CEO transitions are challenging in the best of times, let alone an industry-grounding global pandemic. Yet United Airlines, Red Hat and eBay have made changes at the top in the midst of the COVID-19 crisis.
During United’s annual shareholder meeting on Wednesday, chief executive Oscar Munoz passed the torch to airline veteran Scott Kirby, who introduced himself publicly as CEO with a new Instagram profile and an interview on CNBC.
View this post on Instagram
Hi, everyone. I’m Scott Kirby, a lifelong fan of aviation and the new CEO of United Airlines. I’ve spent my entire career in and around aviation, including the last four years as President of United. While it’s a challenging time for the industry and our world, I remain energized by the opportunity ahead. We are laser focused on returning to regular service as soon, and as safely, as possible. In the meantime, we are #UnitedTogether to transport vital medical supplies, critical goods and healthcare heroes to places that need them most. I’m joining Instagram today to shine a spotlight on our incredible United family and our commitment to care for our customers. I’ll be sharing what I’m up to and providing updates about the current situation. I’m excited to connect with you here and hopefully soon in the friendly skies.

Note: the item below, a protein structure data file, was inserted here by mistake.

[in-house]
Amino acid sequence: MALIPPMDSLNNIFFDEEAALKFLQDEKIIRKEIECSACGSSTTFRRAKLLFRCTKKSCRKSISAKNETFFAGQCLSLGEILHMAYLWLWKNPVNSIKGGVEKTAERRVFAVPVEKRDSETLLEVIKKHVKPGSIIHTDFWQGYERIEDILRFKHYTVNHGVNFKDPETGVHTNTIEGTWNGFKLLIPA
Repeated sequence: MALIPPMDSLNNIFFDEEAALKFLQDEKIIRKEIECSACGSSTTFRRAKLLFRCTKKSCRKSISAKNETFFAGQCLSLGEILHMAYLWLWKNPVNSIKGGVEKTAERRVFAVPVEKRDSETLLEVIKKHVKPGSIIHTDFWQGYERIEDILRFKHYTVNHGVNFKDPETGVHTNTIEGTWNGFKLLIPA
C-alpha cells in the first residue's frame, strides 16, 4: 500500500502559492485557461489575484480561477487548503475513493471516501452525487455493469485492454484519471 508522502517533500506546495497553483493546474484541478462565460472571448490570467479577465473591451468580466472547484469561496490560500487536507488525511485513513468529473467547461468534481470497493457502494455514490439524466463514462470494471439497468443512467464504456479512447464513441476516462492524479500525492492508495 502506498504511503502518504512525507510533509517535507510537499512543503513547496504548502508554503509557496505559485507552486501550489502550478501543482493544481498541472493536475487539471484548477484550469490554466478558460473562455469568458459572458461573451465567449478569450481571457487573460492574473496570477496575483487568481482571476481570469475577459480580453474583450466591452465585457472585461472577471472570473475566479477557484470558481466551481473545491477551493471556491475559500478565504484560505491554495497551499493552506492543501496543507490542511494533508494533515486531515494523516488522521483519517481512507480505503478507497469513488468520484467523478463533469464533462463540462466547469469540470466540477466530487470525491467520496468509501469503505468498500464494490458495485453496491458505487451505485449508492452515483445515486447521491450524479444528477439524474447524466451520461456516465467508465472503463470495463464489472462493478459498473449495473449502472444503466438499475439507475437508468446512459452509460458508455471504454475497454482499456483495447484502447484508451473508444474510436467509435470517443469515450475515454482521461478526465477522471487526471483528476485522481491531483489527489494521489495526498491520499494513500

While a CEO change can occur abruptly, United made its intentions public in December, six months before the hand-off and well before COVID-19 swept the globe.
“Things were going really well, and so we wanted to deliver a message to the public and our employees that we weren’t changing our strategy. It was working and we were continuing to implement it,” explains United chief communications officer Josh Earnest.